Plays as source of inspiration for costume design: A case study of Lysistrata stage production by performing arts and film students of Makerere University 2012
Nassanga, Faridah Muhammed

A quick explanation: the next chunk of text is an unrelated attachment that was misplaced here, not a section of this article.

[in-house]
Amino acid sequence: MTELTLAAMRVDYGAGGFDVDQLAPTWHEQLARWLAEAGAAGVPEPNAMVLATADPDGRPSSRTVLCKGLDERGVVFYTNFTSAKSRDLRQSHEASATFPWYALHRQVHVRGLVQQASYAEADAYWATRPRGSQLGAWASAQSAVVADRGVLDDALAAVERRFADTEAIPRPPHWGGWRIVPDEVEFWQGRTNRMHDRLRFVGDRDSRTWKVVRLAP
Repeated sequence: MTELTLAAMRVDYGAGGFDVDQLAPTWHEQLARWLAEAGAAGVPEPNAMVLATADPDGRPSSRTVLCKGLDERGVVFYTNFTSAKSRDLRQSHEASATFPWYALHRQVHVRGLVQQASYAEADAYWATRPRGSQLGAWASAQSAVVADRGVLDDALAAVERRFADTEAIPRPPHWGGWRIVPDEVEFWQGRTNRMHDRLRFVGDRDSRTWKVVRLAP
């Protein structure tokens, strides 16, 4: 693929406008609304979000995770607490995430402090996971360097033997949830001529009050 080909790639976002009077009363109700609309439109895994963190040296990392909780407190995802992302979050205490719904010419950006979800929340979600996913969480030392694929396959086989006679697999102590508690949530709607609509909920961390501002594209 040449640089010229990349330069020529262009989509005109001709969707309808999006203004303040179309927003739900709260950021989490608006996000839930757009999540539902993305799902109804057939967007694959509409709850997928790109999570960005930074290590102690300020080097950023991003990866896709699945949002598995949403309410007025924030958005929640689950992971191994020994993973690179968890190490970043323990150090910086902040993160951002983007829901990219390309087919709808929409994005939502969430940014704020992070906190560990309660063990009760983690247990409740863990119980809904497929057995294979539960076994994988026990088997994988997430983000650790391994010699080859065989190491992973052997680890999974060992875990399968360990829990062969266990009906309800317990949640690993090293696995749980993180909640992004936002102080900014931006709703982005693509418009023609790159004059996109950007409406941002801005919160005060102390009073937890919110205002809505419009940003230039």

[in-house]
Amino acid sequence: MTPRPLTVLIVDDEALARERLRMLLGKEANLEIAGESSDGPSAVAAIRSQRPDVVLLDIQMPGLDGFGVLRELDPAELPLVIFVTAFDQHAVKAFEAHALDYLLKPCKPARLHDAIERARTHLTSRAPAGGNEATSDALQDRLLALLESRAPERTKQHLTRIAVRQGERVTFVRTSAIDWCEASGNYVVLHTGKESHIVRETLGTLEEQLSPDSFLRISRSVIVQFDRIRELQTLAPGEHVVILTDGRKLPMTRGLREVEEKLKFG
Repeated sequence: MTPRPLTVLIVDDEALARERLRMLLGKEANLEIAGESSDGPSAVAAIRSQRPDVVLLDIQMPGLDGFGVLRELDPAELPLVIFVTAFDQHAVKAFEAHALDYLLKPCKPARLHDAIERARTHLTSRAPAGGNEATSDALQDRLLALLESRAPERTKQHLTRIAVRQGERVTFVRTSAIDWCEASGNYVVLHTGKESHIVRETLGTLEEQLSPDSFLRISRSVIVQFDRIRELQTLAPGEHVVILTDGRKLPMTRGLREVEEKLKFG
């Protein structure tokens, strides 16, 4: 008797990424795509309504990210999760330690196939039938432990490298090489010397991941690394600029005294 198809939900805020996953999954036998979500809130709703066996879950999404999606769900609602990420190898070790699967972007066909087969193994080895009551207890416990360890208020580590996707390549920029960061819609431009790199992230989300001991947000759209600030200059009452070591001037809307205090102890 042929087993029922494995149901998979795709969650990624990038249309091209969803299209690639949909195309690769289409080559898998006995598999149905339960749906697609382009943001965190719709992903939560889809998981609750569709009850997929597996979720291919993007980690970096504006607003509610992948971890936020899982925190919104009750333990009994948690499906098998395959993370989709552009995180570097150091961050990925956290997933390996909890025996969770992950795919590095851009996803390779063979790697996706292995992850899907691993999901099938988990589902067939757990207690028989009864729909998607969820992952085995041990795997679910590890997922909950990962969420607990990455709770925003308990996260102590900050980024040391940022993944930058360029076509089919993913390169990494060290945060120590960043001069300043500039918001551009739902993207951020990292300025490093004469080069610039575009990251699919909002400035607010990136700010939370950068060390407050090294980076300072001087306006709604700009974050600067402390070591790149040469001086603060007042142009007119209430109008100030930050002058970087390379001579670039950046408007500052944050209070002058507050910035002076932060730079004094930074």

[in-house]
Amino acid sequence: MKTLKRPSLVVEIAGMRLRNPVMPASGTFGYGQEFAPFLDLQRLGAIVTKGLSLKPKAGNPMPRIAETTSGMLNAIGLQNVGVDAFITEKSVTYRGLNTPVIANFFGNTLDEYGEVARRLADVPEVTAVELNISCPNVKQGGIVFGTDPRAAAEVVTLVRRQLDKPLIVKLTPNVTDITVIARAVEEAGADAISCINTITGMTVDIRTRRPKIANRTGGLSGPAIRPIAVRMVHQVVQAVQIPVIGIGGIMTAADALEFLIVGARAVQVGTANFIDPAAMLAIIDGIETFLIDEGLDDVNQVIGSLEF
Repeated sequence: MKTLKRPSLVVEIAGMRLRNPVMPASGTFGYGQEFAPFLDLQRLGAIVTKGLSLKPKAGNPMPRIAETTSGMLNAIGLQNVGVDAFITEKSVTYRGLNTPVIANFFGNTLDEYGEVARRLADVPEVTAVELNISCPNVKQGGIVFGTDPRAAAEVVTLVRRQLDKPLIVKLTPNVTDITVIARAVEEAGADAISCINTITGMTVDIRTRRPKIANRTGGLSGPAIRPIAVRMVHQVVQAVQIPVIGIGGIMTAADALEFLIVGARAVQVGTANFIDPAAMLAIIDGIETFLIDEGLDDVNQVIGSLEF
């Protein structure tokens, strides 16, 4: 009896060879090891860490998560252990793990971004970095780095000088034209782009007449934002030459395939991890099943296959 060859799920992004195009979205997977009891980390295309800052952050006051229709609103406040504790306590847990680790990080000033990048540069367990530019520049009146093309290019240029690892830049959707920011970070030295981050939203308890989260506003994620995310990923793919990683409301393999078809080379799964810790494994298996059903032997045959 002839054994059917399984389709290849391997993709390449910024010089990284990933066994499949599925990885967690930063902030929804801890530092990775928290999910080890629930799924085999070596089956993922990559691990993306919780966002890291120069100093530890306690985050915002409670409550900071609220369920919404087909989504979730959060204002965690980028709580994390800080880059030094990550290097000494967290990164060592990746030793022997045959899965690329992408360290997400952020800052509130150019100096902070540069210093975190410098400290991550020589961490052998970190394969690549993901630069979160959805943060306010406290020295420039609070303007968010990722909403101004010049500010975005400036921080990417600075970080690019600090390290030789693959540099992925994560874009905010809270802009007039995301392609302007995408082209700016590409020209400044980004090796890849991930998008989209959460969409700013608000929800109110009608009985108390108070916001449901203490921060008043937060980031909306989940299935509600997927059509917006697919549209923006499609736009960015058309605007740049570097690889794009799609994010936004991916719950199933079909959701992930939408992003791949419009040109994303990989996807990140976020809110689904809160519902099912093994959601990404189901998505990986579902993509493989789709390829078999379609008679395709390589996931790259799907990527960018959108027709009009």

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In this era when Uganda is experiencing a dramatic transformation in the theatre or entertainment industry; understanding and relating costumes to character in enhancing the message of the play/performance is increasingly becoming important. This is particularly important since costumes play a big role in visual narrative. The study sought to establish the possibilities of producing costume designs inspired by characters of a selected play as well as exploring why costume designs used in Uganda’s theatre seem not to enhance communication. In order to achieve this purpose the study was guided by the following objectives: 1. To underscore the role of costume design for stage production by performing arts and film students of Makerere University. 2. To analyse the current trend and content of costume design in Uganda’s theatre industry, case of Lysistrata stage play by PAF students of 2012. 3. To produce costume designs inspired by characters in Lysistrata play. 4. To establish if the produced costumes enhance the message conveyance of selected characters in Lysistrata play. The study focuses on selected characters in Lysistrata, a Greek classical play by Aristophanes, which was performed by the students of Performing Arts and Film, Makerere University in April 2012. The study was descriptive in nature and both quantitative and qualitative approaches were used. Several instruments of data collection were used to advance the research findings. These included: Questionnaires, literature review, observation, interviews and videos of the recorded plays, which inspired the studio work. The outcome was construction of costumes inspired by Lysistrata, a drama production by the Performing Arts and Film students of Makerere University 2012, in a bid to enhance and convey the intended message of the script in regard to the costumes worn by the characters. The study found out that the majority of the respondents knew the purpose and the meaning of the word costumes and most respondents observed that the costumes did not enhance the message and quality of the play they had watched. The study therefore recommends that visual artist and performing artist are inseparable hence none of the two can work in isolation in regard to stage play productions. The performing artist should recognize the role of visual artist in the pre productions and the issue of costumes not enhancing the message and quality of the play will not continue. The study further recommends that the University should establish interdisciplinary learning that would require students of drama to share some relevant courses with the fine art students. In conclusion, unless urgent attention is paid to the recognition of the role of visual artists (costume designers) in the pre productions of the performing artists, the issue of costumes not enhancing the content and context of the play will continue.